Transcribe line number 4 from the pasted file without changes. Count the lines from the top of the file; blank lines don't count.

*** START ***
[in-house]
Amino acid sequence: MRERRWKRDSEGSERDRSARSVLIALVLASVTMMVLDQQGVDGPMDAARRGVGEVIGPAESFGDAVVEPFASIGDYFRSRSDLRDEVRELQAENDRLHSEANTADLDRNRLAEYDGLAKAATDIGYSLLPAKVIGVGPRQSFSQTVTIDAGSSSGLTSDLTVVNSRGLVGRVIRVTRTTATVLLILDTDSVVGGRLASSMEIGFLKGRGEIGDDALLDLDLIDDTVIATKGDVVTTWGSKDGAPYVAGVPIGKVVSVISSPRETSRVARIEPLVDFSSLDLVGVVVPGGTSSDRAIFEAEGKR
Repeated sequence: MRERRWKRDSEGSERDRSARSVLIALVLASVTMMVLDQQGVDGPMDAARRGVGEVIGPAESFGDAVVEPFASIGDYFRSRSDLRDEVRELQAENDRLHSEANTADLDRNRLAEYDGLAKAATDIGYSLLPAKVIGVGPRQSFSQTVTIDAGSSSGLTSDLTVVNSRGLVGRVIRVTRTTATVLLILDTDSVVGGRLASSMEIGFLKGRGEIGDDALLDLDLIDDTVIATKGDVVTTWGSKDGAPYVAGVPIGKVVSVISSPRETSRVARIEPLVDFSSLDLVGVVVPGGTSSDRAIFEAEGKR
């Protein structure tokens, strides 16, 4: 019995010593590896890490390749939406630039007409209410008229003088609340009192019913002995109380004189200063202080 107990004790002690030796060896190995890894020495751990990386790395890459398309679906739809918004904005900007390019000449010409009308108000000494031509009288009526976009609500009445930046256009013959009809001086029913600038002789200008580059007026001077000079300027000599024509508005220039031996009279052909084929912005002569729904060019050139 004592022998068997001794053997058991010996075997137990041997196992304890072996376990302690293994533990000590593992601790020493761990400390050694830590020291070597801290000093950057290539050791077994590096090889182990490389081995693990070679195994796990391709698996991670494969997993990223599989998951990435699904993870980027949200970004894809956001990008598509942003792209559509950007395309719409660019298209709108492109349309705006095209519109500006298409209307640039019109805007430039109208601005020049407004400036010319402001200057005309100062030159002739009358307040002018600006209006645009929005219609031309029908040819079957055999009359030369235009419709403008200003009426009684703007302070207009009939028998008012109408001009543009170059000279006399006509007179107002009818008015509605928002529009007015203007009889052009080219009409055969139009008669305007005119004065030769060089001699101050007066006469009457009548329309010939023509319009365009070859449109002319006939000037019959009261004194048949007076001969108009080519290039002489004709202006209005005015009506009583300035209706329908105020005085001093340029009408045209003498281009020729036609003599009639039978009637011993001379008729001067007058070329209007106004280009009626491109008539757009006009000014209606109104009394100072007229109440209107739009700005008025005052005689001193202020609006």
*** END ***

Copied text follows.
């Protein structure tokens, strides 16, 4: 019995010593590896890490390749939406630039007409209410008229003088609340009192019913002995109380004189200063202080 107990004790002690030796060896190995890894020495751990990386790395890459398309679906739809918004904005900007390019000449010409009308108000000494031509009288009526976009609500009445930046256009013959009809001086029913600038002789200008580059007026001077000079300027000599024509508005220039031996009279052909084929912005002569729904060019050139 004592022998068997001794053997058991010996075997137990041997196992304890072996376990302690293994533990000590593992601790020493761990400390050694830590020291070597801290000093950057290539050791077994590096090889182990490389081995693990070679195994796990391709698996991670494969997993990223599989998951990435699904993870980027949200970004894809956001990008598509942003792209559509950007395309719409660019298209709108492109349309705006095209519109500006298409209307640039019109805007430039109208601005020049407004400036010319402001200057005309100062030159002739009358307040002018600006209006645009929005219609031309029908040819079957055999009359030369235009419709403008200003009426009684703007302070207009009939028998008012109408001009543009170059000279006399006509007179107002009818008015509605928002529009007015203007009889052009080219009409055969139009008669305007005119004065030769060089001699101050007066006469009457009548329309010939023509319009365009070859449109002319006939000037019959009261004194048949007076001969108009080519290039002489004709202006209005005015009506009583300035209706329908105020005085001093340029009408045209003498281009020729036609003599009639039978009637011993001379008729001067007058070329209007106004280009009626491109008539757009006009000014209606109104009394100072007229109440209107739009700005008025005052005689001193202020609006």